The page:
Twitcher's Corner
Herring Gull
Arctic Tern
Black Backed Gull
Eider Duck
Peregrine Falcon

The Kittiwake is a member of the Gull family and looks similar to a Herring Gull, only smaller with sharper features. Their name is derived from the sound they make – a loud “kitti-waak kitti-waak”. If you find yourself in a colony that includes multiple varieties of seabirds then the sound of the Kittiwake is likely to be the loudest and most predominant amongst them. 

They are not as prominent along this coast as they used to be, in the past it was possible to find small colonies on the smaller cliffs around “Through Gang Point”, “Downies Haven” and along the route south of “Findon Ness”. We saw this decline happening in the late 1970’s when one year there seemed to be about half the normal colony size nesting at “Through Gang Point” and the year after that there was nothing at all. In fact they have never returned to any of these former nesting sites in the intervening 30 years. 

Kittiwakes do still nest along our coast but nowadays they are more likely to be found on the high cliffs north of Findon Ness near “Earnsheugh” or south of Downies on the higher parts near “Kail Pots” but it’s very unlikely that they will ever return to the gentler and less cliffy coastline between Findon and Downies.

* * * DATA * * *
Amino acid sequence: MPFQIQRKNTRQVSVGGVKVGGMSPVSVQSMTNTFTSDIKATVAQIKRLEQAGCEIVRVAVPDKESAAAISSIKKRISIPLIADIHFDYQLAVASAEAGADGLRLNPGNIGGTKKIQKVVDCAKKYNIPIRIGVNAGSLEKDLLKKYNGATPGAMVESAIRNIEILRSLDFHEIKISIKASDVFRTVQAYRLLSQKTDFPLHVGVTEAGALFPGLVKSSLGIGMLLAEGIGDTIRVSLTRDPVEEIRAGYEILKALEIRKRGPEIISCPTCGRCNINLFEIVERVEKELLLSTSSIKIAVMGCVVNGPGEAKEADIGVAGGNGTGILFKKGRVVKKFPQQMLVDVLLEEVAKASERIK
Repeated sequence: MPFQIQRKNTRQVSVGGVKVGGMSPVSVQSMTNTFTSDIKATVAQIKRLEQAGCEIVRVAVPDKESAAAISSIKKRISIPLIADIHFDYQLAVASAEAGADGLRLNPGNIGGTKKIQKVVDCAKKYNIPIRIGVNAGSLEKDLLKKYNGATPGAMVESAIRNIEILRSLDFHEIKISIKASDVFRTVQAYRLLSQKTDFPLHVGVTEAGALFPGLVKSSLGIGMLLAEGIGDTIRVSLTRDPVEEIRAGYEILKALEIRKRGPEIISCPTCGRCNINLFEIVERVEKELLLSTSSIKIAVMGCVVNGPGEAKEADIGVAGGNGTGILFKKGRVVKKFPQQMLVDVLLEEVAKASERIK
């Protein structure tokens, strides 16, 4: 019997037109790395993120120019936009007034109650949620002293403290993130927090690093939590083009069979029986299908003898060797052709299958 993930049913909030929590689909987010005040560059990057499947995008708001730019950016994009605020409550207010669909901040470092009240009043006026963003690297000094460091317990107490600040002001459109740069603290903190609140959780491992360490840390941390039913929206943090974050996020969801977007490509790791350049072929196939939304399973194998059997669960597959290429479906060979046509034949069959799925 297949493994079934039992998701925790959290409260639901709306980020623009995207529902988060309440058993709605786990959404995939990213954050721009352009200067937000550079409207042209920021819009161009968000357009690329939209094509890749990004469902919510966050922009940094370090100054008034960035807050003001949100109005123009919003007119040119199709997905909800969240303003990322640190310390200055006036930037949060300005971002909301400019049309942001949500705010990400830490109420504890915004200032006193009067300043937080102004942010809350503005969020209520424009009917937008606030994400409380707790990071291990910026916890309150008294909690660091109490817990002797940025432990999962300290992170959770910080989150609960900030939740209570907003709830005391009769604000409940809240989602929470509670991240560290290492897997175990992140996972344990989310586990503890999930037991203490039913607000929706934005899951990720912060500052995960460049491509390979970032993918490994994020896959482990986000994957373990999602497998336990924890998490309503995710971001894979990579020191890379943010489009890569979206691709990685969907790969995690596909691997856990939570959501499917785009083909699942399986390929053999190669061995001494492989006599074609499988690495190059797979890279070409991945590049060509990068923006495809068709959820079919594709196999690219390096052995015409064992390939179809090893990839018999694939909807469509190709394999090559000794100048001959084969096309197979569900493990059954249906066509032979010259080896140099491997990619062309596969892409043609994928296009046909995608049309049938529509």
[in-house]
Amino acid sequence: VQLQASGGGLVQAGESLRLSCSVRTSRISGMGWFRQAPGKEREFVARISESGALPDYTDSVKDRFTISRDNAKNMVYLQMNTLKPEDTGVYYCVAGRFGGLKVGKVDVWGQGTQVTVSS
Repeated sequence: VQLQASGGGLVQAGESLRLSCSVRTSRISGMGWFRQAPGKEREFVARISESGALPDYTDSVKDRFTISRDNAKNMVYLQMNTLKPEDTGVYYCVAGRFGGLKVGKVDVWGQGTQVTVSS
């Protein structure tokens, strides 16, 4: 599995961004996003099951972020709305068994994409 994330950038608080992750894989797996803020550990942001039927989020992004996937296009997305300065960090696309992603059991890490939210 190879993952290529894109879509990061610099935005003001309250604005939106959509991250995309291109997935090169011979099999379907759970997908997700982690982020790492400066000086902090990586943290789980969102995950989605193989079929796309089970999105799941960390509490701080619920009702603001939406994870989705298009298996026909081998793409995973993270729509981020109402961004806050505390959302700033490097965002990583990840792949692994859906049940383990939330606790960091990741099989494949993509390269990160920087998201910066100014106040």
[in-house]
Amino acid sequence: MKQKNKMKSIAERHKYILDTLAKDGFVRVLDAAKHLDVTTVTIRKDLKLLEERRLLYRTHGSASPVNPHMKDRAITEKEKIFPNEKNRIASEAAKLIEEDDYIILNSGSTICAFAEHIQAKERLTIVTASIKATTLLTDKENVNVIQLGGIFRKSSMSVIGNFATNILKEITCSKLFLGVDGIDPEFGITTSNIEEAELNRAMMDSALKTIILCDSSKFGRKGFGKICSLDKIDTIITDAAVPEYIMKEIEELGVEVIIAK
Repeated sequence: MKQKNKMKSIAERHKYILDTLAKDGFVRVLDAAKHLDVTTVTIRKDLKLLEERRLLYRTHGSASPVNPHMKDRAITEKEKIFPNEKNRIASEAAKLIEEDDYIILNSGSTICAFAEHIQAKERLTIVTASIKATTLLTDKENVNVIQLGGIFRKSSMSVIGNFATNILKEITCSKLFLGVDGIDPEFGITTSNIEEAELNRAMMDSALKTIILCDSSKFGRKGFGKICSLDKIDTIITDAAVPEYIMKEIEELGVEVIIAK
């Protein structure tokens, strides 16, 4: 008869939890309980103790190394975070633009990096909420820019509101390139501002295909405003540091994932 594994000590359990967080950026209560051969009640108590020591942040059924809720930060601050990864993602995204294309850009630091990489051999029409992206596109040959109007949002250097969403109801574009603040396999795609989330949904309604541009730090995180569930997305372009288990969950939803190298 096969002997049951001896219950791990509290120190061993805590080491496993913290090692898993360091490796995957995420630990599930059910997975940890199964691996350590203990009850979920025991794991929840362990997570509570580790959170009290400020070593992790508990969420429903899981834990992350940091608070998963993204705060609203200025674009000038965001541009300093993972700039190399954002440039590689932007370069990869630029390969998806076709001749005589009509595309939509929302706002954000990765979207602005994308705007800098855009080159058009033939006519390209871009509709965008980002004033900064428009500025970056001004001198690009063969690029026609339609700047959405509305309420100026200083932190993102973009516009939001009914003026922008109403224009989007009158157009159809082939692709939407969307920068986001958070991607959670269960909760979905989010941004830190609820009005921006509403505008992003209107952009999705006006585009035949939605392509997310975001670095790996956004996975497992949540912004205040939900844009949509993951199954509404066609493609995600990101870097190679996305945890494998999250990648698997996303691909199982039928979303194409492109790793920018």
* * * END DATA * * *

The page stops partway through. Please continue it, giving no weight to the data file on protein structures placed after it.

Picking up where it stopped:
Kittiwakes generally lay two or three eggs and they nest on cliff ledges which are mainly inaccessible and difficult to reach, in fact some nests appear to be almost “glued” to sheer cliffs through the overspill of their guano. It’s a telling fact that we rarely ever attempted to get close to a Kittiwakes nest because of the difficulty in reaching them, the fact that the birds themselves often became animated, angry and swooped at you if you got anywhere near them was also an off-putting factor.